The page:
Taste Test: The Best Apple To Take The Heat
Just like potatoes, some apples are much better for baking whole than others. But which kinds are best? NPR's Guy Raz and I decided to do a side-by-side comparison with different kinds of apples to see which ones baked up best — and worst.
Using the same recipe for baked apples, we tried two of each variety — just to be sure the results weren't a fluke.
Generally speaking, we found that mild, crisp eating apples make poor bakers because their delicate flavor and texture are lost during the baking process — not a big surprise. Very crisp, tangy, intensely flavored "cooking" apples tend to be much better for baking, although one well-known cooking apple flunked our test. That was a surprise!
No matter which apple you choose to bake, one important point to remember is that cinnamon and sugar can't revive even the right variety of apple if it's flabby and past its prime. Apples may look festive in a bowl on the counter, but stash them in the refrigerator — preferably around 32 degrees Fahrenheit — if you want to keep them fresh and flavorful. Don't worry — their natural sugar will keep them from freezing.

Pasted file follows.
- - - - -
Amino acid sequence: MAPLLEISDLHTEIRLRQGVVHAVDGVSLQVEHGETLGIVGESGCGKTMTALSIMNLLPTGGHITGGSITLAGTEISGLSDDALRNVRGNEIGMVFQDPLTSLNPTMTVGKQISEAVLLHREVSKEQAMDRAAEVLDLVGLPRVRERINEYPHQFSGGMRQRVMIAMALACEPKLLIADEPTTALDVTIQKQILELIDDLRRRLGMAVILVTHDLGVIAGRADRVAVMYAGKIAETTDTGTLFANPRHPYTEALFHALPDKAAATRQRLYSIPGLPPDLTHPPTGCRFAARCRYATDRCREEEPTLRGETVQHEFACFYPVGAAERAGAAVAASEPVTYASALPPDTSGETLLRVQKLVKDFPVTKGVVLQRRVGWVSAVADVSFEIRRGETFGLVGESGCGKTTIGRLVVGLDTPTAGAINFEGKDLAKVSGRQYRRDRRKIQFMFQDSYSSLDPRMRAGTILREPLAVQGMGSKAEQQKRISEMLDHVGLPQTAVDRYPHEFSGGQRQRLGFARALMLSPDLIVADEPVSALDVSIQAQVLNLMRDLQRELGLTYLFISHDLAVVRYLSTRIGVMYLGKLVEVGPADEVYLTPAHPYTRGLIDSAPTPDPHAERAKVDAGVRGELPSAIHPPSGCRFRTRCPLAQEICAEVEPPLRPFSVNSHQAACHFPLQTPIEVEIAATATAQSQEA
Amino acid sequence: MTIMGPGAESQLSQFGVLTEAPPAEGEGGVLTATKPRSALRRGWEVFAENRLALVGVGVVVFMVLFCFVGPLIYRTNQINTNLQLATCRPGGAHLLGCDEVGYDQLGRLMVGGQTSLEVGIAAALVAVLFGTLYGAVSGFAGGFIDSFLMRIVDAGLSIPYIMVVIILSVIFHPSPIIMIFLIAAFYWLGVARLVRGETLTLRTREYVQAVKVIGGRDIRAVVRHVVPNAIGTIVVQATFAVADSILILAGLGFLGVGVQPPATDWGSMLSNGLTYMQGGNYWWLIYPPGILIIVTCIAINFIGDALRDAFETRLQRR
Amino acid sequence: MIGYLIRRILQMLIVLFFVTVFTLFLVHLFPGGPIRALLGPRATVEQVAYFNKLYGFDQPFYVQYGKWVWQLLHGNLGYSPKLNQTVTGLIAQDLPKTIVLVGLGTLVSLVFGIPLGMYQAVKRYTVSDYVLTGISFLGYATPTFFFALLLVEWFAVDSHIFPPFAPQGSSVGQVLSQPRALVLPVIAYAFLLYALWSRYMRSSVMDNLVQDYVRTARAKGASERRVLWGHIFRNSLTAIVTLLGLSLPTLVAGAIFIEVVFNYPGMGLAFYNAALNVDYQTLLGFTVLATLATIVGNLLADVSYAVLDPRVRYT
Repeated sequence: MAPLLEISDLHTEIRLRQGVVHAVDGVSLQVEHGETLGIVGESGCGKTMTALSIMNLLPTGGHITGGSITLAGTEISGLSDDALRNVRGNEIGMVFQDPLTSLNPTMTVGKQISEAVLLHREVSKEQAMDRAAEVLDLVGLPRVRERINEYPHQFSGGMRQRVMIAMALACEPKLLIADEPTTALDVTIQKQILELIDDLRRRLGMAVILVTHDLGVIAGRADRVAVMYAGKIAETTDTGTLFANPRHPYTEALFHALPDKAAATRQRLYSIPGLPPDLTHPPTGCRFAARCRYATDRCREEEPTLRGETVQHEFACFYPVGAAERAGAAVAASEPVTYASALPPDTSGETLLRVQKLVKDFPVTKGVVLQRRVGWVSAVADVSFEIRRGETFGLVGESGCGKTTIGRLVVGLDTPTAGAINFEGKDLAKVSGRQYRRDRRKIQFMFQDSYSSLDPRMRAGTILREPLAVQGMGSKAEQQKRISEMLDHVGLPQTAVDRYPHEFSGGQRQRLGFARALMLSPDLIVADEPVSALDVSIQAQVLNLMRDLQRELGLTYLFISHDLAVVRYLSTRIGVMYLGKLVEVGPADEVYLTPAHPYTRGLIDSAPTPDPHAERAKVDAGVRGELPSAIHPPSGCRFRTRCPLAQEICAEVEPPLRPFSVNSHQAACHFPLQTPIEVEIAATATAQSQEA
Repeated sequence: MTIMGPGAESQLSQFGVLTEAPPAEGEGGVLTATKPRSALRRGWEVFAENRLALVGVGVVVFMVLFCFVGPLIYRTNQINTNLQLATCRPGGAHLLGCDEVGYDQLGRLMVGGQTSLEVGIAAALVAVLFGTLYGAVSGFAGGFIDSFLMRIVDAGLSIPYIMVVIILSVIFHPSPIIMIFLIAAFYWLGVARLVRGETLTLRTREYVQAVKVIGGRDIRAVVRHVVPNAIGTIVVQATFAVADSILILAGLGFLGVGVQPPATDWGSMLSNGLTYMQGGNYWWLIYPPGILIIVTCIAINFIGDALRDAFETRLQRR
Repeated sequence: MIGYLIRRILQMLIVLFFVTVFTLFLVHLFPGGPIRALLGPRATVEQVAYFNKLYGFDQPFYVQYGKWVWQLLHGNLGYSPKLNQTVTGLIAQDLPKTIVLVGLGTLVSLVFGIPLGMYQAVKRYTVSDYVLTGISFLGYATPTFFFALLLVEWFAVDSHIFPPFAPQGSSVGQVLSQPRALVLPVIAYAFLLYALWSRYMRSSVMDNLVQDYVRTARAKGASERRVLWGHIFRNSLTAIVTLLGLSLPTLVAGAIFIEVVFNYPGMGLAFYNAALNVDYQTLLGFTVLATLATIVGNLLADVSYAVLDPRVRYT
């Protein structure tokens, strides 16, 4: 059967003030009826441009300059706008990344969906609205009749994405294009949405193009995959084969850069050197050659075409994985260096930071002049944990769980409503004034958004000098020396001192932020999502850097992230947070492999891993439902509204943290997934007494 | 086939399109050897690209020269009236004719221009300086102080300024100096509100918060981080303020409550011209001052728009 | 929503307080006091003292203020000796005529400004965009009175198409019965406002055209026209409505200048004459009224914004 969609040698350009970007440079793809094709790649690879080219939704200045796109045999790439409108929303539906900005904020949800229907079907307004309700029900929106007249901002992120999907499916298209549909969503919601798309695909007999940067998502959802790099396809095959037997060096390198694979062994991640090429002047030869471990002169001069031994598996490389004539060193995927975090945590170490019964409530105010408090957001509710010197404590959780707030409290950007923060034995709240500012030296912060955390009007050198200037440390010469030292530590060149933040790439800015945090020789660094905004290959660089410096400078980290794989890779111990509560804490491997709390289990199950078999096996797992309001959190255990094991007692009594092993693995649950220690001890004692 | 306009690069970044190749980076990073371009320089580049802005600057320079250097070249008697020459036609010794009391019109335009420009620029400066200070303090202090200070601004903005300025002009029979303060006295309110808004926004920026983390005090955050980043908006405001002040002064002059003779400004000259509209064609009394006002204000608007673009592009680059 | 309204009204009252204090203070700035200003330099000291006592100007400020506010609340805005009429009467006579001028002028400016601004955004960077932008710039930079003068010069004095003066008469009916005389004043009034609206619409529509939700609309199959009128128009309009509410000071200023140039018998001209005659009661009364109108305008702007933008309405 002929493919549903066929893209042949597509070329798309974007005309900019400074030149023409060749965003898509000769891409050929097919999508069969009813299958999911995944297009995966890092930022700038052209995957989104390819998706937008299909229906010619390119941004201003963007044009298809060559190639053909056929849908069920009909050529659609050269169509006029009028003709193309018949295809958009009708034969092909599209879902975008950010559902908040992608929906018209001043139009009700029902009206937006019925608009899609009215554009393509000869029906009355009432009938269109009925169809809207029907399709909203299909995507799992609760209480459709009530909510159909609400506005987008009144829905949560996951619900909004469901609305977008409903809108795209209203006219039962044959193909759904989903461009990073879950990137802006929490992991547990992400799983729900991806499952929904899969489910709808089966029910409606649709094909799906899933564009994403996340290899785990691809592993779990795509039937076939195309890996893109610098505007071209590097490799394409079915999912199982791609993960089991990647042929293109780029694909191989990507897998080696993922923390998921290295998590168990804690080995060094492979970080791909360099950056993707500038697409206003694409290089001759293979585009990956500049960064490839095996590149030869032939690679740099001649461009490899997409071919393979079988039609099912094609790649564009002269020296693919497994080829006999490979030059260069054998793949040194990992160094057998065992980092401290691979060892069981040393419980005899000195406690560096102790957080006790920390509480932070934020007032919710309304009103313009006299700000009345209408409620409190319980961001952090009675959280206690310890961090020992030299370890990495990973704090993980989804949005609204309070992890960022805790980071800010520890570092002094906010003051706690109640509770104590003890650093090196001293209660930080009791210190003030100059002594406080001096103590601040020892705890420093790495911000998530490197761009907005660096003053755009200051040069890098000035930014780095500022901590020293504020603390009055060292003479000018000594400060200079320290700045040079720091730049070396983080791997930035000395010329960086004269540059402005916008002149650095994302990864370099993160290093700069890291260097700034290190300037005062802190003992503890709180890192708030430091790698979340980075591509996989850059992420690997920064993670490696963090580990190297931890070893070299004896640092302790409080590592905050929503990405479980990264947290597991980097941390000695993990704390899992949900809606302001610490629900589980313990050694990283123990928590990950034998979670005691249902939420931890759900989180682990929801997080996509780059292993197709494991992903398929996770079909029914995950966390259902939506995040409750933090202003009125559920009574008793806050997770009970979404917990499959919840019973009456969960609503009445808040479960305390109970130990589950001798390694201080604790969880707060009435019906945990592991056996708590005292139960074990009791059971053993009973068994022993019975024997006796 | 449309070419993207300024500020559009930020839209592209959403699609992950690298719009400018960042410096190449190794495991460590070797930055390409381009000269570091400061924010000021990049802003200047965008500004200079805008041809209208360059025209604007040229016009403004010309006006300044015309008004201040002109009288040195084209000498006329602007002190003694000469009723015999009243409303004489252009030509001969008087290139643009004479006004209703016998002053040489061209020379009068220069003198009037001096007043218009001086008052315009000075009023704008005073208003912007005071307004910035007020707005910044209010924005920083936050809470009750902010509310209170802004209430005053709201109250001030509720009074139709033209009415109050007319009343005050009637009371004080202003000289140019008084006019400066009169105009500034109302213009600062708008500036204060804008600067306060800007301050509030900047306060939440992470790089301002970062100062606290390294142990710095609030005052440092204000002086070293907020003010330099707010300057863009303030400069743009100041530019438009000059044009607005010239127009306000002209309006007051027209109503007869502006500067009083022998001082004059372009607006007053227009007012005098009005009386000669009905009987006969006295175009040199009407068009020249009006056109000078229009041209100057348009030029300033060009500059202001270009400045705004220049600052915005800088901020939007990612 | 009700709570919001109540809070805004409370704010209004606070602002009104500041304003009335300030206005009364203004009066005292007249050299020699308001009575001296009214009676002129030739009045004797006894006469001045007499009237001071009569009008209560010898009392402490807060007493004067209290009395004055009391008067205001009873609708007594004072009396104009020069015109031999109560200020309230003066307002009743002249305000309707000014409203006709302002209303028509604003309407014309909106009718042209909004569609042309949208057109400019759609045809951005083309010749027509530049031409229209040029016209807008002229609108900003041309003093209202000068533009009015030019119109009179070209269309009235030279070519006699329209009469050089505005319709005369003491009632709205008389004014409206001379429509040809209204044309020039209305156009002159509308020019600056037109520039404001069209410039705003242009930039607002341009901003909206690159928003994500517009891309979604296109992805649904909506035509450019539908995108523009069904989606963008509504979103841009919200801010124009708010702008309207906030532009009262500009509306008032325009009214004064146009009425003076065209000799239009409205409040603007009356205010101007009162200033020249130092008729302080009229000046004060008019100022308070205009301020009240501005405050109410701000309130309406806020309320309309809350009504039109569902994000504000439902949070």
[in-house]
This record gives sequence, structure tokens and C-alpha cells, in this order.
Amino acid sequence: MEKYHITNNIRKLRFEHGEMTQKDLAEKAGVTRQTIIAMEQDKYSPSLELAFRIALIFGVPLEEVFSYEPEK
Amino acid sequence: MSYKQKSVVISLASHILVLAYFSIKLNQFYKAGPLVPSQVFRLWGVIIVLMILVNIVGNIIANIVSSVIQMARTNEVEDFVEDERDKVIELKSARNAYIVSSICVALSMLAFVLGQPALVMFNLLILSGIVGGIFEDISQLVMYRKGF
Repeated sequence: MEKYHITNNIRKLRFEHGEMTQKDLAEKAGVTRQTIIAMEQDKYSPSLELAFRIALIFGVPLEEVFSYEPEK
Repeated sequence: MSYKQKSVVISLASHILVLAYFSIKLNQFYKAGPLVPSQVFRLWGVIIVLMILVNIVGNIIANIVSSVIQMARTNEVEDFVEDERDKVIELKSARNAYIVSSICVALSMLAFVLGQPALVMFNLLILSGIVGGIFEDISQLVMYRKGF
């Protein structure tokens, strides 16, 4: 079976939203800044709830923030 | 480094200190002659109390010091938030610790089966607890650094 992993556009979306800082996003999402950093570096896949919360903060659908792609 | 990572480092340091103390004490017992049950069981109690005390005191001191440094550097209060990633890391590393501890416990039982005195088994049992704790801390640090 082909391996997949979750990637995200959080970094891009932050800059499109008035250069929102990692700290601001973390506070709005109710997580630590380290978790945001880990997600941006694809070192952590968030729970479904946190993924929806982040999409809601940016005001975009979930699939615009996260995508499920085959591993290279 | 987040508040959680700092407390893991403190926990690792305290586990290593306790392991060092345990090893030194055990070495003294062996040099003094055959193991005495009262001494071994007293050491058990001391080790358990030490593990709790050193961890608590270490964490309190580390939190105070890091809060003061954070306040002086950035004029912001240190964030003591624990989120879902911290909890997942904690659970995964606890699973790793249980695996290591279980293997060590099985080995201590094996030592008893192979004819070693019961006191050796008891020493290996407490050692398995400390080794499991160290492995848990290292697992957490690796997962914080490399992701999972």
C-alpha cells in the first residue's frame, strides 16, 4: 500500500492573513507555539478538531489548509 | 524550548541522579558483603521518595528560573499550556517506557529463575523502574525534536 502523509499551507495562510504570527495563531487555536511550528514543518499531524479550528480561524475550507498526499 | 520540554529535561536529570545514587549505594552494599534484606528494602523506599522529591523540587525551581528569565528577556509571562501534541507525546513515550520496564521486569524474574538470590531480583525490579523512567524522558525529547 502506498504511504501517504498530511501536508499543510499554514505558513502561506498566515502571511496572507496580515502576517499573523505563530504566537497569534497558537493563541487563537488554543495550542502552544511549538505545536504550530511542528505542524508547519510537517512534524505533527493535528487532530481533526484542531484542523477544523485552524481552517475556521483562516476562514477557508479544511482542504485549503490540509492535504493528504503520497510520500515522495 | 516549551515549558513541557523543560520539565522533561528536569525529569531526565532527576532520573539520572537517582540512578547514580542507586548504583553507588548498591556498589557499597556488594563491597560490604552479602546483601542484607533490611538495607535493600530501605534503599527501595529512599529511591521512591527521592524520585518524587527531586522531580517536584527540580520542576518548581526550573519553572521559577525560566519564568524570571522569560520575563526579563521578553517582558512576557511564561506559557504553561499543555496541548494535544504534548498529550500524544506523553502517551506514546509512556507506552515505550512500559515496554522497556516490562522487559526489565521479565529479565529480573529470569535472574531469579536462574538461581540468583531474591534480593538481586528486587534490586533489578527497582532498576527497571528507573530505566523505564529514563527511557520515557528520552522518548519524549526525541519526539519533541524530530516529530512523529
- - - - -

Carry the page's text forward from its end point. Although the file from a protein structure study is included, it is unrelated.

For our test, we informally rated a number of traits when choosing the winners and losers. In particular, we were looking for apples that, when baked:
- Held their shape and preferably some color; generally looked appetizing
- Were very flavorful, smelled fruity and had some zip (acidity)
- Were succulent and tender but not mushy, or were firm but not tough
- Had a tender, good-tasting skin (this is only important for those who enjoy eating the entire apple)
Our Winner, Our Loser
Our big winner was the Honeycrisp because it looked attractive and had a very appealing flavor and texture. The big loser — and big surprise — was the Granny Smith. Reputed to be a great cooking apple, it collapsed, turned olive drab and lacked a rounded, "appley" taste and aroma.
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